• http://Website tom

    “It’s probably true (though unprovable) that video codecs would be less advanced today without the promise of potential profits for those who create them. ”

    are you presuming that patents are the only way for codec creators to be promised potential profits?

    that sounds even more unprovable..

  • http://THISISNOTAFREAKINGWEBSITE!!! Rammy

    It’s all very simple and easy: Apple is crap. Nobody cares about them. Chrome is crap. Nobody who’s not a complete geek uses it out of choice. And H264 is crap, it’s just that people don’t know it.

    Long live openness, long live the web!

    Seriously? iPhone? Who gives a damn? iPhone users buy a new one every week, so by the time HTML5 video becomes a standard, all their iPhones and iPads will have turned into iDuhs and nobody will use them anymore. Besides, Apple will make money if people need to buy yet another new iMdaft because of WebM support (which they won’t, because software updates will do that).

  • http://Website Simon

    Regarding impact on users, remember that H.264 was never supported by Firefox, so dropping it from Chrome doesn’t really change anything. It just brings things a little closer to converging on *one* common format.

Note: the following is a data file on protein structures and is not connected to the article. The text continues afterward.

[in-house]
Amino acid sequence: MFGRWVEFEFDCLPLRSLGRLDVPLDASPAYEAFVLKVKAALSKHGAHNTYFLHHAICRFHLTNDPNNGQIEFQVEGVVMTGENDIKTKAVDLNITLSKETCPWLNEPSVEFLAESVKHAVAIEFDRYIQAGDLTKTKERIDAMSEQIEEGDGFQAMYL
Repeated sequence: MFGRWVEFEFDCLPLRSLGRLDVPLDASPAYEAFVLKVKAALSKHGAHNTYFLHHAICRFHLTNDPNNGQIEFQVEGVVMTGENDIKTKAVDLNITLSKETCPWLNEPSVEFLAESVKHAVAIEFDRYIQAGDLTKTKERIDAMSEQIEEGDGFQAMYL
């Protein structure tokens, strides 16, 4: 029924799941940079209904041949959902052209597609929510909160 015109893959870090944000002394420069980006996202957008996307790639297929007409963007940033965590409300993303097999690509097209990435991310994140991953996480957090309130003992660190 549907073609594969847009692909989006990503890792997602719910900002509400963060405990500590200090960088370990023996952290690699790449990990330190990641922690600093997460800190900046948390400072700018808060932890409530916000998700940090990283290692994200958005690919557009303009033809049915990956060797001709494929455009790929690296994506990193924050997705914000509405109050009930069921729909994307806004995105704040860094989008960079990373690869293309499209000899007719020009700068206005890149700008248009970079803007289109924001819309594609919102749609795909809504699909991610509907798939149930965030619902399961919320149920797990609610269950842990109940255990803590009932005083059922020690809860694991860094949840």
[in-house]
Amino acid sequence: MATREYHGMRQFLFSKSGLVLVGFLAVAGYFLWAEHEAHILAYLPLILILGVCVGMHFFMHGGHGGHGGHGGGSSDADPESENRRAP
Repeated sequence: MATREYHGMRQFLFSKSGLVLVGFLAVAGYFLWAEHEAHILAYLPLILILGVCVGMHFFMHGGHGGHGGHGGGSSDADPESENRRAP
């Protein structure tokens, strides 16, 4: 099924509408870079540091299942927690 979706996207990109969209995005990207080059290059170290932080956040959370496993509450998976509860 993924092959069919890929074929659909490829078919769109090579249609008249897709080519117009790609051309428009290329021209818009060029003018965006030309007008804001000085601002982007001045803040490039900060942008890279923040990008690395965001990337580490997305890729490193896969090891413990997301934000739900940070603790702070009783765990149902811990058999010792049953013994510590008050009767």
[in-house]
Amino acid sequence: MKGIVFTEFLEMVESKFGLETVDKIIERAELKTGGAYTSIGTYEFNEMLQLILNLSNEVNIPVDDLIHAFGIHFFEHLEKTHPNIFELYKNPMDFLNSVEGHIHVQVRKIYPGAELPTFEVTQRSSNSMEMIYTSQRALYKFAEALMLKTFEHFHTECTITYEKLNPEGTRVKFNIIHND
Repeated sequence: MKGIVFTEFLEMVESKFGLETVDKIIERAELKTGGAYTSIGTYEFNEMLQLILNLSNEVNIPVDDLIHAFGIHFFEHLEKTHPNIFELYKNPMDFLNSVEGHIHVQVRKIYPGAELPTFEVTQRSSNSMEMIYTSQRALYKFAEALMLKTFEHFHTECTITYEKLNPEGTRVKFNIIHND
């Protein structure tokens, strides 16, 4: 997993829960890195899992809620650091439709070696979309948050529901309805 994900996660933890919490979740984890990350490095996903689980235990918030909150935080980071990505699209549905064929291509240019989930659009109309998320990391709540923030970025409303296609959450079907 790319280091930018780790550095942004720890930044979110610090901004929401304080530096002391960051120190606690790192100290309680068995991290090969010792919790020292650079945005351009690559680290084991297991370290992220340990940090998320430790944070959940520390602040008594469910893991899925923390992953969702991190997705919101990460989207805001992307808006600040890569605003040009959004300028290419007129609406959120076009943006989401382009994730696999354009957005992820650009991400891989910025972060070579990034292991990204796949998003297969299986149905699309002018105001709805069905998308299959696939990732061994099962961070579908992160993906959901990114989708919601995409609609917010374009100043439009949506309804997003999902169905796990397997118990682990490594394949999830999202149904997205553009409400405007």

• http://Website Robert O’Callahan

    “It’s probably true (though unprovable) that video codecs would be less advanced today without the promise of potential profits for those who create them.”

    What evidence do you have for that?

    The software industry thrived for a long time without patent protection. That is evidence that software patents are not necessary.

    A lot of research has been done to try to identify a link between patents and innovation, and basically no link has been found:
    http://eupat.ffii.org/vreji/minra/sisku/

  • http://www.salsitasoft.com/ Matthew Gertner

    Evidence? In a blog post?

    In all seriousness, I believe in general that patents should not be granted for software. The value of most software is in the implementation and not in some brilliant innovation that could be easily imitated if not granted special protection.